My house is about 20 years old and in excellent condition, including windows
and patio doors.
These are narrow frame black anodized aluminum sashes. I would like to
replace these window frames with dual-pane windows in order to save energy
The outside of the house is stucco and the flanges of the window sash are
underneath the stucco.
What is the cheapest DIY approach to replace single pane with dual pane
windows without ripping out the old frames.
I do not like the wide, white plastic frames. They take up space, make the
rooms darker and look cheap.
Thanks for any input
I looked into this many years ago. My plan was to buy double pane insulated
glass, which I could get relatively cheaply, and replace the exisitng single
panes. There was just enough room for the insulated glass if I routed out
the rabbits to make them deeper. I abandoned the idea after I did some
calculations and realized that there was no way I'd recover the costs with
reduced heating bills even though I live in Minnesota and energy
efficiencies can save a lot of money.
The fundamental problem is that the R value of the window goes from about a
1 to a 2 when you switch to insulated glass which isn't very much when you
consider the wall is about a 10. The decrease in heat transfer for the
total square footage of glass gave me a 20 year payback at natural gas
prices of the time. It isn't enough of an improvement to bother unless of
course you need to replace the window sash anyway.
I've concluded the best value is to make sure the exisitng windows and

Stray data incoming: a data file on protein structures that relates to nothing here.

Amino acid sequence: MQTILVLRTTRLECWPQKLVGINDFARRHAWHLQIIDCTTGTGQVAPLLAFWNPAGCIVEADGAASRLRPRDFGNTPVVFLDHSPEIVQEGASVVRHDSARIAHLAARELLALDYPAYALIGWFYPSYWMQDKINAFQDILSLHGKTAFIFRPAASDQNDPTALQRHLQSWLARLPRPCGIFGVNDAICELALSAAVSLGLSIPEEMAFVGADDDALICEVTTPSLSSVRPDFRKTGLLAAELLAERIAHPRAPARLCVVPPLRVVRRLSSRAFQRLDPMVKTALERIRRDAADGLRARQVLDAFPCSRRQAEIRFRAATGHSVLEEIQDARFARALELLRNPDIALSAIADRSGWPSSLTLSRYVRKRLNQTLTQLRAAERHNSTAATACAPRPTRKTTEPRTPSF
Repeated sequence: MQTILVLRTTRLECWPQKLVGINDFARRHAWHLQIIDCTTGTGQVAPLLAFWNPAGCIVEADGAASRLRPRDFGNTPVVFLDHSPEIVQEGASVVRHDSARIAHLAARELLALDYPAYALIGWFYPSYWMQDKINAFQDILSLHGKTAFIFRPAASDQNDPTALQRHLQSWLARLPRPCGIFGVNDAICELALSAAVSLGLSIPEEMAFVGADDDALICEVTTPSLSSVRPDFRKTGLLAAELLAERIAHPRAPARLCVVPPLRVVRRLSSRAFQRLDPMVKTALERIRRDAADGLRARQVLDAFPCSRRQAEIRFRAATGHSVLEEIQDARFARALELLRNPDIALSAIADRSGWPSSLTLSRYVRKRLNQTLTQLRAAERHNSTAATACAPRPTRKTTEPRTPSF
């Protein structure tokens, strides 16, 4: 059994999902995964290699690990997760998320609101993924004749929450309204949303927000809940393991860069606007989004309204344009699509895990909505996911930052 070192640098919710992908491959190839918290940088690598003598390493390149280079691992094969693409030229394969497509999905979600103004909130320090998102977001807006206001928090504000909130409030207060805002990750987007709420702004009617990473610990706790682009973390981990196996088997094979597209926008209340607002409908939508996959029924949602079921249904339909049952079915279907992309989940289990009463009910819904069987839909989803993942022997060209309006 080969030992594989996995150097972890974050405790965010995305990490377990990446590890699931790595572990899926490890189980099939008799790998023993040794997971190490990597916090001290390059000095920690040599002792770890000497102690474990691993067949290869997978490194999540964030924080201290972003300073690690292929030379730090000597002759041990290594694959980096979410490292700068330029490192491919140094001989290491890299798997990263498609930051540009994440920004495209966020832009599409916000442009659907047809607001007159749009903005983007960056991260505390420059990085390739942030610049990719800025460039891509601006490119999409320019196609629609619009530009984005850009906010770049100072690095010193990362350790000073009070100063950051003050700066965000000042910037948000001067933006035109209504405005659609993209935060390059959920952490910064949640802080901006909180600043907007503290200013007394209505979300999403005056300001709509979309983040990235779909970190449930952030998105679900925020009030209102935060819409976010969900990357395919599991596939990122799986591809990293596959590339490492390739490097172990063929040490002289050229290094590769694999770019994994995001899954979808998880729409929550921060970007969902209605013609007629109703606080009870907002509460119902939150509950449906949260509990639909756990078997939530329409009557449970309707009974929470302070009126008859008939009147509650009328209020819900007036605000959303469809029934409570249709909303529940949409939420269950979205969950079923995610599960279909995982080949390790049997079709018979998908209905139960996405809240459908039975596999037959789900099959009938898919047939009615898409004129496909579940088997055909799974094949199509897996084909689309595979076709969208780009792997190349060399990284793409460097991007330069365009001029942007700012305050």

storms are in good shape, weather stripped, and caulked.
Dual pane Low E argon are apx R 3.3 and tri-pane R 5. that along with
much less wind infiltration. Your figures are way off on payback also.
Windows are only one part of a complete system, wait till your new Ng
That's ticket. heat loss comes in two forms leakage (cracks, opening doors)
and conductive losses. The big benefit of modern windows (from the
perspective of a guy who owns a 140 YO home) is getting a tighter window.
Reducing conductive losses is just icing on the cake.
Nick what do you mean "for how long", new windows increase a houses
value, save winter and summer in utilities from R value and less air
infiltration, and the UV reduction saves everything inside from damage.
Warranties of 15 years are normal, with the new sealants introduced in
the last few years condensation may not occur for 30 years. Payback
keeps getting less as utilities go up, I see no reason to keep old
glass, unless you can`t afford new glass or it is architectural.
email@example.com (m Ransley) wrote in
With all of those features comes a higher price. You have to figure that
in when calculating payback. In many cases the windows never pay for
themselves (in money), because they fail and have to be replaced before
the energy savings pay for the extra cost. The added comfort thogh can
Do a Google search under
"Marvin Tilt Pac window-sash replacement kit"
Instead of replacing the whole unit you replace the sashes.
It's your best bet.
BTW Argon stays at least 15 years unless the seals fail. It is larger
and denser than air.
HomeOwnersHub.com is a website for homeowners and building and maintenance pros. It is not affiliated with any of the manufacturers or service providers discussed here.
All logos and trade names are the property of their respective owners.